A while back, I wrote about Todd Marinovich – Marv Marinovich’s son (and a psychological case-study in sports parenting); I certainly wouldn’t nominate Marv for Father of the Year, but good parenting is not what this post is about. If you want an astute child-rearing role model, look into the genius of Mr. Rogers; coaching someone to become a better athlete, however, requires an entirely different skill set.
My good friend Dragos, from Bucharest, Romania, alerted me to this short clip of Marv Marinovich working with Troy Polamalu (strong safety for the Pittsburgh Steelers). Wow, small world, huh? Anyway, I’ve long been a big fan of Troy Polamalu – I appreciate not only his intense drive and athleticism, but his humble character as well – and I’ve always known that Marv was “on to something” in his contention that the body’s central nervous system ought to be the focus of athletic training. I don’t believe that any aspect of training should be pursued at the exclusion of – or, more precisely, to the detriment of – any other aspect of training – but I think that trainers (and trainees) have not given central nervous system training its due. And remember, class, what does an efficient central nervous system translate to? That’s right kiddos, maximal power output for the given movement and over the specified duration. And combined with proper skills, this makes for a better athlete.
Here’s another short clip; Troy discussing Marv’s methods –
Is RFD training the “magic bullet”? Well, I don’t know about that. One thing that I am sure of, though, is that training any single modality at the exclusion of all others is a sure-fire recipe for disaster. But to be sure, an efficient central nervous system is of paramount importance to power production and, ultimately, enhanced athleticism. Let’s backtrack for just a moment to recall, from this post, just where on the speed-to-raw strength continuum RFD-type training is located.
The ability to rapidly develop force in a particular movement’s agonist muscle(s), combined with both the ability of that movement’s antagonists to relax, and the frequency at which this occurs is, of course, very high in the best of athletes. Some would call this “fluidity”, and I think it’s a pretty good approximation of what’s going on. Check out this old training clip of British (by way of Jamaica) sprinter Linford Christie, one of the most fluid sprinters I can recall. The clip is of poor quality because it’s a digitization of old analog film, but still – the grace and power exhibited here is amazing:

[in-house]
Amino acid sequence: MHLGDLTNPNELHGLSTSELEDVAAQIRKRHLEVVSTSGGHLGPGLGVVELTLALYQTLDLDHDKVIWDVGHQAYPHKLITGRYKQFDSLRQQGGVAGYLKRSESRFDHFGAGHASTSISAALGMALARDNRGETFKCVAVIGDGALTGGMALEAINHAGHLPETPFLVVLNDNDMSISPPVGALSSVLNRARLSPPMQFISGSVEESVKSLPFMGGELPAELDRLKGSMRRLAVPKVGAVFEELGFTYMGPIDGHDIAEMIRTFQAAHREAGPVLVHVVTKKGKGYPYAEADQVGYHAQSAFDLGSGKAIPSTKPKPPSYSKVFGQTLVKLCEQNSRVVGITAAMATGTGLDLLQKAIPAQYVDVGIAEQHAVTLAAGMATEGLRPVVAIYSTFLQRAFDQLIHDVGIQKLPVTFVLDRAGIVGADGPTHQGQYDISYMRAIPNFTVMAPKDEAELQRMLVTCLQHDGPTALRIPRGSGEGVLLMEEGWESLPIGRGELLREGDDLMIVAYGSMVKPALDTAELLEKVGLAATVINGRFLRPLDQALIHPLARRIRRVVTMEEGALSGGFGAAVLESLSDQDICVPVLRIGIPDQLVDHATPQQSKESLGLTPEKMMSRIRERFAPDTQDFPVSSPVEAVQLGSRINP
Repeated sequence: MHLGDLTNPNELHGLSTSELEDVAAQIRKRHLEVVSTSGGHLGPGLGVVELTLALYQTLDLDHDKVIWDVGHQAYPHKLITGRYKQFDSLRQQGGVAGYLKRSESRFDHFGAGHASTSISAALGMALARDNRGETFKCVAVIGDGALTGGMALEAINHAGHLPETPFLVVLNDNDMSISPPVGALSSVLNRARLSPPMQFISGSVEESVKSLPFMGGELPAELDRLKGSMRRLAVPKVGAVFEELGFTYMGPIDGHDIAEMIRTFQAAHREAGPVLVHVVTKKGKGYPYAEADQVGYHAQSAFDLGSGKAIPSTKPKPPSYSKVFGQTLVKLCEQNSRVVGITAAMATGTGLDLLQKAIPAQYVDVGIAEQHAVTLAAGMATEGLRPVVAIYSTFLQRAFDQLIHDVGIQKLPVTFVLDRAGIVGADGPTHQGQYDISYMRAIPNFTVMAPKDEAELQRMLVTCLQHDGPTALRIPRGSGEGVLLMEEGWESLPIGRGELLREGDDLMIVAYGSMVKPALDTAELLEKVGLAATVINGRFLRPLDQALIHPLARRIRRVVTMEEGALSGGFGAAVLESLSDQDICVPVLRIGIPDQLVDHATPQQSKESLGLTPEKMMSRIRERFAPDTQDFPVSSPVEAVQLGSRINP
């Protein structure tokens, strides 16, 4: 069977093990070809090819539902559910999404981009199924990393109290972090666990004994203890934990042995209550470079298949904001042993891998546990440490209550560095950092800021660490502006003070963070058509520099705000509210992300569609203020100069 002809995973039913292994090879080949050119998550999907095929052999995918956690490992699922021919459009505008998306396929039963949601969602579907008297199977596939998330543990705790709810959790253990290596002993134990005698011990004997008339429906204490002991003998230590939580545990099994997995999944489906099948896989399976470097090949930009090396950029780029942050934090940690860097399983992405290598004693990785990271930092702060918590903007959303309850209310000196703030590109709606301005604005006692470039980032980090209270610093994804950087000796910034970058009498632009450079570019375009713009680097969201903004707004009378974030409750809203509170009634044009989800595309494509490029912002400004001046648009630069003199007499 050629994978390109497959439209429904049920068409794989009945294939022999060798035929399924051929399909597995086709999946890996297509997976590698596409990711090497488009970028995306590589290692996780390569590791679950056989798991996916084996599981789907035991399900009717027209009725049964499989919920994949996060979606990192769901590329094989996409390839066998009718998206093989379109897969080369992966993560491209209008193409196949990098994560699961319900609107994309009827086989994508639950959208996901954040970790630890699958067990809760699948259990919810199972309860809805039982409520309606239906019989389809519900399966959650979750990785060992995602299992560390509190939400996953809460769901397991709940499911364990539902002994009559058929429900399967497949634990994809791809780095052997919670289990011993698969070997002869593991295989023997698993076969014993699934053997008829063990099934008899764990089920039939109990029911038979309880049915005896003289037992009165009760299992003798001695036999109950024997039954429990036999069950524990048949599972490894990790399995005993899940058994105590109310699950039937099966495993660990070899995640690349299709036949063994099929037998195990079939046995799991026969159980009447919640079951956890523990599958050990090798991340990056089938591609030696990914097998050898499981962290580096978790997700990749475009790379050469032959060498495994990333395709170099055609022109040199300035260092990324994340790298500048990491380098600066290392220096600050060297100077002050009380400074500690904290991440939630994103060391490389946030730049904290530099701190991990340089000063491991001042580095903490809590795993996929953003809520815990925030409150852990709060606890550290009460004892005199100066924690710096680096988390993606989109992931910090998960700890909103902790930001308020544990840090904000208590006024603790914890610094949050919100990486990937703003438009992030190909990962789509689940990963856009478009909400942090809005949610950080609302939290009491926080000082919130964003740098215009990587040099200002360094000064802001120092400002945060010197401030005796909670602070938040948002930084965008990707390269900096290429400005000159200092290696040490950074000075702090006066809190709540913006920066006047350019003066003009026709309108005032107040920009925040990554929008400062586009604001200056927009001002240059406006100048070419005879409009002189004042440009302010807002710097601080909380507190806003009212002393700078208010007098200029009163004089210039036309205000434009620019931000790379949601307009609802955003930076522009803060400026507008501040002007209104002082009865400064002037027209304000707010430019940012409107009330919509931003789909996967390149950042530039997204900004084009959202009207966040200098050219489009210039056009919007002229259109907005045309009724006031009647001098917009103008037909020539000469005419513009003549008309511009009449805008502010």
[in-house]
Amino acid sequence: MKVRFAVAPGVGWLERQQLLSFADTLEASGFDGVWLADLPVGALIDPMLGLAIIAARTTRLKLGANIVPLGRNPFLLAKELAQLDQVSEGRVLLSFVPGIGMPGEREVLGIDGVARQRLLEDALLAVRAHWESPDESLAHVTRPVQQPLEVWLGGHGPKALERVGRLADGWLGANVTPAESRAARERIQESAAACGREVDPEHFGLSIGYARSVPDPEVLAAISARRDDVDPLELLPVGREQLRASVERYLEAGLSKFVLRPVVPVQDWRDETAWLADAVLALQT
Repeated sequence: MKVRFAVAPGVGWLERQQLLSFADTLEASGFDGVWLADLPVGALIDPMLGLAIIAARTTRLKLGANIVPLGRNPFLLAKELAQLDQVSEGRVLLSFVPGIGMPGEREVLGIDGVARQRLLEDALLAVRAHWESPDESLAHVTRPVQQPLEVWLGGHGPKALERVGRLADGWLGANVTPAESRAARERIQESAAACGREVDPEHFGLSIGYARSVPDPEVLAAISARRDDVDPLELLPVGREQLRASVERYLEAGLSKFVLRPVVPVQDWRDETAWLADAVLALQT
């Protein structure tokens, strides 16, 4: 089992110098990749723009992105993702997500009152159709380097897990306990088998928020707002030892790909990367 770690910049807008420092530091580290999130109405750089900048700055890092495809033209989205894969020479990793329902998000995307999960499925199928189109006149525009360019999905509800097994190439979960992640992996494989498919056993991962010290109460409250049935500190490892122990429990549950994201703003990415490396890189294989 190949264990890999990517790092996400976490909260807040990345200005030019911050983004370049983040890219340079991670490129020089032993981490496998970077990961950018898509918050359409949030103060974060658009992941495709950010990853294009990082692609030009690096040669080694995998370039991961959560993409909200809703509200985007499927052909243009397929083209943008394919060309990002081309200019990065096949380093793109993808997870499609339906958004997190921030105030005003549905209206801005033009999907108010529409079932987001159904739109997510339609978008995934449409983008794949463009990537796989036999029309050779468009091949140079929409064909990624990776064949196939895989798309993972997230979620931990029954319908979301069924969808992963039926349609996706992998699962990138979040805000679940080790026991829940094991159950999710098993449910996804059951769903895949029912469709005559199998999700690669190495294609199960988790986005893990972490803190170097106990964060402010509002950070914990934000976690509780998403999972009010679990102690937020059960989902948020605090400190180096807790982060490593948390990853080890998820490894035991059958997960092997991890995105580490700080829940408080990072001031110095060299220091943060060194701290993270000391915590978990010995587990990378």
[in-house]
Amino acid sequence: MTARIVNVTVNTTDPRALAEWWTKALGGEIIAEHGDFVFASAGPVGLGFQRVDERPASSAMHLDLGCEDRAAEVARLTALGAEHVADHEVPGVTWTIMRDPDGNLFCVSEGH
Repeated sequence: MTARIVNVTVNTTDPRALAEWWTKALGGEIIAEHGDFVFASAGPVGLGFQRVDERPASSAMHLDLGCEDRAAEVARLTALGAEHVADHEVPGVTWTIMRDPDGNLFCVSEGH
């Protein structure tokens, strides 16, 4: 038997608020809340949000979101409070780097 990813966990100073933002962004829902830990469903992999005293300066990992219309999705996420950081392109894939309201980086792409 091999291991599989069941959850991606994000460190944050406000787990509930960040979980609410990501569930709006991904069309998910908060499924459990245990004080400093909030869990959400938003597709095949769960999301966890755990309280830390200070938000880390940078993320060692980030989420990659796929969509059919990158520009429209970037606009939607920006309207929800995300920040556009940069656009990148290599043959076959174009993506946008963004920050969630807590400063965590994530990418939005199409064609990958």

Linford Christie, Plyometric Training – from speedendurance.com
By the way, take notice of where (on the foot) LC lands and initiates push-off in the hurdle hops. This heel-centric positioning engages the posterior chain, vice utilizing a toe/ball of the foot initial push-off, which is quad-centric in nature. A subtle, but important point. The efficient transition from heel initiation to toe-off is an often overlooked aspect to ultimate power production in this (and related) movement pattern(s). And by the way, let me know how those single-leg hurdle-hops work out for you 🙂 Amazing, to say the least.
Bruce Lee, of course, is a fine example of cns efficiency and RFD mastery. Remember the power equation, and the speed/time variable:
Enter The Dragon – Fight With O’Hara
Yeah, it’s Hollywood – but there is no denying the power and athleticism here. The interesting question one might ask is, could Bruce Lee have weight trained, without suffering a reduction in RFD/speed production, and ultimately enhanced his power production? This is the flip side of what Marv and his group are attempting to prove – take a power athlete (for example, Troy), and by improving that athlete’s cns efficiency and RFD efficiency, increase that athlete’s ultimate power production. My gut feeling is, yes, absolutely.
The problem is identifying the most efficient training method (exercises, duration, work/rest ratio, recovery, etc.) by which to do so. Have Marv and his group identified that method? Maybe so. I’d say they’re at least barking up the right tree; and light years ahead of pure strength oriented methods.
Technorati Tags: bruce lee, troy polamalu, marinovich, rfd, training, power, weight lifting, linford christie, speed
Do you think there is any simple way for an ordinary person that doesn’t have access to all that machinery to take advantage of these advances?
Aside from various forms of “quick feet” and “quick hands” drills, I’m not so sure. Rebound plyometrics, possibly.